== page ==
Jimmy Chan, merchandising manager, men’s division, Swank, Hong Kong, urged Italians to “think out of the box. Buyers are now spending less time on fashion shows and presentations, but focused a lot on business development and market share in such a competitive environment. Revolutionary arrangements should start from Milan in order to maintain its fashion leading position.”
Tiziana Cardini, fashion director, La Rinascente, said, “Milan should attract star power,” citing, for example, Stefano Pilati’s designs for Ermenegildo Zegna, which were introduced this season and “offer beautiful locations,” while also actively and financially supporting new talents. “Umit Benan, Andrea Pompilio and Andrea Incontri, for example, are talented. They need to be mentored and helped with production facilities.” Cardini said brands should engage in making their presentations more interesting. “Think of Umit’s show, it’s so theatrical. There should be more interdisciplinary and cinematic breadth. Collections should be shown in a more spectacular and artistic way. The excellence of Italian fashion, its quality and style is unbeatable, but we need to make it more interesting in a consistent way.”
Here’s more of what buyers had to say:
Jason Broderick, gmm, men’s wear and fine watches, Harrods, London:
Trendspotting: “The florals at Gucci, the Western influences at Etro and Fendi, and the tropical prints at Prada, and an awful lot of great leather, especially Fendi. Also, Zegna and Canali really emphasized their roles as industrial tailoring powerhouses — it was something that really came out this season.”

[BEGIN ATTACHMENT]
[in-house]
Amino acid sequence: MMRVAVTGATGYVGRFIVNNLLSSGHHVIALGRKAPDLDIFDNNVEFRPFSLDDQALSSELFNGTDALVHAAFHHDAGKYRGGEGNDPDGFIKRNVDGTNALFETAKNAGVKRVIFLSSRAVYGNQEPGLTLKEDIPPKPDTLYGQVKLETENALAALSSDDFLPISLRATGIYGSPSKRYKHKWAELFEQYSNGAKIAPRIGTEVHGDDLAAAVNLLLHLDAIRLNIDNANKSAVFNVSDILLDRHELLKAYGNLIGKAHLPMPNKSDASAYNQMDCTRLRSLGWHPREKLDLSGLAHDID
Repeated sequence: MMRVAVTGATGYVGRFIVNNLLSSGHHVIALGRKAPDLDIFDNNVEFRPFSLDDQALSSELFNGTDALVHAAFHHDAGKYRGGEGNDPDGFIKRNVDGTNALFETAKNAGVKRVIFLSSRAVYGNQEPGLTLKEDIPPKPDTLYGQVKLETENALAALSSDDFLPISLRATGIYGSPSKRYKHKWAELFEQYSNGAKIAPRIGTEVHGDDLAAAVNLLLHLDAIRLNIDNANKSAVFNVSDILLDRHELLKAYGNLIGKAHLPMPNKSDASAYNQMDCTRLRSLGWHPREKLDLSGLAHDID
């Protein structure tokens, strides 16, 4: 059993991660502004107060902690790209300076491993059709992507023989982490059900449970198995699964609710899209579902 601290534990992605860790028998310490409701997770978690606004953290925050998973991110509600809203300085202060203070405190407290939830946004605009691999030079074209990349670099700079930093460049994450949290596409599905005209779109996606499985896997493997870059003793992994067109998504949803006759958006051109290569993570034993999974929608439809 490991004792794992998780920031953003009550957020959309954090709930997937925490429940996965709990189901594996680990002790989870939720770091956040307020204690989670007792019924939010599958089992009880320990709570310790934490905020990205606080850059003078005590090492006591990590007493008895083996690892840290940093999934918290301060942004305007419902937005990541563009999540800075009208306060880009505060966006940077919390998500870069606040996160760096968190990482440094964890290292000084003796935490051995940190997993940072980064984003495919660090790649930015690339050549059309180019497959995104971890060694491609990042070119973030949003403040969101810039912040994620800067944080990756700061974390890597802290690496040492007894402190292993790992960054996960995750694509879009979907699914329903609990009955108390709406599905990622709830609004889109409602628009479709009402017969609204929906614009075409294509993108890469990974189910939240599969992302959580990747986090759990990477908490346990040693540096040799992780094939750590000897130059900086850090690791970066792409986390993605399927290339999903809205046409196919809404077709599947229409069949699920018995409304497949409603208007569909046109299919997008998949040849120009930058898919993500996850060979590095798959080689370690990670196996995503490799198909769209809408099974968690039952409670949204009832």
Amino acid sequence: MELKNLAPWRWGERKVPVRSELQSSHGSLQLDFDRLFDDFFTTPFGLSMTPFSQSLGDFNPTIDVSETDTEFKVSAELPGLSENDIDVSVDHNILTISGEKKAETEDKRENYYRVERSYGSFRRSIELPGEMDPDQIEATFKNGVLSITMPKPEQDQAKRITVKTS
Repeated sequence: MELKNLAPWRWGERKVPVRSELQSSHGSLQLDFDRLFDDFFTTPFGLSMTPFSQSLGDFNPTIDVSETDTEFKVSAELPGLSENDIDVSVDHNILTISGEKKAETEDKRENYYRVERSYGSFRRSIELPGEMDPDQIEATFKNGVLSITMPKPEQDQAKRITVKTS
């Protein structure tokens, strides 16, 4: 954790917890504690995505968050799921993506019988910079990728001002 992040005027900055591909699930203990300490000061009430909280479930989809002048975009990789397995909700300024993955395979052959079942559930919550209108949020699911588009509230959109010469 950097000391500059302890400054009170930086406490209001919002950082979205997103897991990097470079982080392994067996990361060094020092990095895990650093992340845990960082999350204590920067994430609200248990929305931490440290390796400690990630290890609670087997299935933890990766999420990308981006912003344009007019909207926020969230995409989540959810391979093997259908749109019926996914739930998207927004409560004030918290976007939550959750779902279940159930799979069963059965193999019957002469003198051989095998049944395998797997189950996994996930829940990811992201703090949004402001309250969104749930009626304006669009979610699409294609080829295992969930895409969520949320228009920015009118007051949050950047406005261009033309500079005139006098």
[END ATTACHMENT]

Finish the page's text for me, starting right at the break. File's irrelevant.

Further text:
Sound off: “Men are increasingly looking to build more fashion-oriented wardrobes with trendsetting pieces. Prada and Gucci will hit the spot.”
Favorite collections: Prada, Gucci, Zegna, Fendi.
Advice on Milan: “Italy is the powerhouse of the men’s wear industry, and our Italian brands are performing exceptionally well. We’re very happy with the week.”
Kevin Harter, vice president and fashion director for men’s at Bloomingdale’s:
Trendspotting: “Trends we liked included the mix of technical sportswear with tailored clothing, for example Gucci’s technical parkas paired with knit trousers, which seemed to be a new feeling for the house.”
Sound off: “Bloomingdale’s felt confident in regards to the spring offerings in Milan. The color palette was strong and directional, as well as extremely wearable for our customer. Stefano Pilati showcased wonderful shades of blues, greens and earth tones for Ermenegildo Zegna.”
Trendspotting: “We see huge growth in luxury footwear and accessories. We are always on the lookout for the artisanal, exclusive product that Italy is renowned for. We also see opportunity with luxury lifestyle brands, but done in a very modern way.”